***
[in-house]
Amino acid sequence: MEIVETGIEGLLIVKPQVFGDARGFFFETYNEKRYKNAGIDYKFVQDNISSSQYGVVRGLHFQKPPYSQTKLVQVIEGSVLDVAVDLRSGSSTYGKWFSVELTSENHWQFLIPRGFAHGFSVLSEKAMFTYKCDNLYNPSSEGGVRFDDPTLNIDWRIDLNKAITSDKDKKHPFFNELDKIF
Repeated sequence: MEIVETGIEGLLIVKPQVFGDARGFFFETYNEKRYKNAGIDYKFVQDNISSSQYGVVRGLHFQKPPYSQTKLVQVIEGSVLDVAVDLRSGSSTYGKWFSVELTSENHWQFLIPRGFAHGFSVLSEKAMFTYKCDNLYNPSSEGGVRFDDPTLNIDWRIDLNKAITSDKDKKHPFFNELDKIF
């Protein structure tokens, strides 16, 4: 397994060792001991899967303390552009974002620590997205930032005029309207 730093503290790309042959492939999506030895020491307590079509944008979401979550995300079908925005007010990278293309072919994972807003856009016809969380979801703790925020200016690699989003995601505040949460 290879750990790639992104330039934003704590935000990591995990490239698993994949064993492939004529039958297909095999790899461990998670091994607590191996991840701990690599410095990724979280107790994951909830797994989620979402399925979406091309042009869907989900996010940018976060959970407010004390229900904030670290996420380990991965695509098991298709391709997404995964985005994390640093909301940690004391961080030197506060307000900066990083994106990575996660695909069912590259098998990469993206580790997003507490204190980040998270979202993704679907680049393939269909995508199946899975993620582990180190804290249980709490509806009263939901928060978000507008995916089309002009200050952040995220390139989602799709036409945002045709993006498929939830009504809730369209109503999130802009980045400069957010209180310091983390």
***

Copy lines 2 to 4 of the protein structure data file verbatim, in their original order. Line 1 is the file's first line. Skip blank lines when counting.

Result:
Amino acid sequence: MEIVETGIEGLLIVKPQVFGDARGFFFETYNEKRYKNAGIDYKFVQDNISSSQYGVVRGLHFQKPPYSQTKLVQVIEGSVLDVAVDLRSGSSTYGKWFSVELTSENHWQFLIPRGFAHGFSVLSEKAMFTYKCDNLYNPSSEGGVRFDDPTLNIDWRIDLNKAITSDKDKKHPFFNELDKIF
Repeated sequence: MEIVETGIEGLLIVKPQVFGDARGFFFETYNEKRYKNAGIDYKFVQDNISSSQYGVVRGLHFQKPPYSQTKLVQVIEGSVLDVAVDLRSGSSTYGKWFSVELTSENHWQFLIPRGFAHGFSVLSEKAMFTYKCDNLYNPSSEGGVRFDDPTLNIDWRIDLNKAITSDKDKKHPFFNELDKIF
């Protein structure tokens, strides 16, 4: 397994060792001991899967303390552009974002620590997205930032005029309207 730093503290790309042959492939999506030895020491307590079509944008979401979550995300079908925005007010990278293309072919994972807003856009016809969380979801703790925020200016690699989003995601505040949460 290879750990790639992104330039934003704590935000990591995990490239698993994949064993492939004529039958297909095999790899461990998670091994607590191996991840701990690599410095990724979280107790994951909830797994989620979402399925979406091309042009869907989900996010940018976060959970407010004390229900904030670290996420380990991965695509098991298709391709997404995964985005994390640093909301940690004391961080030197506060307000900066990083994106990575996660695909069912590259098998990469993206580790997003507490204190980040998270979202993704679907680049393939269909995508199946899975993620582990180190804290249980709490509806009263939901928060978000507008995916089309002009200050952040995220390139989602799709036409945002045709993006498929939830009504809730369209109503999130802009980045400069957010209180310091983390």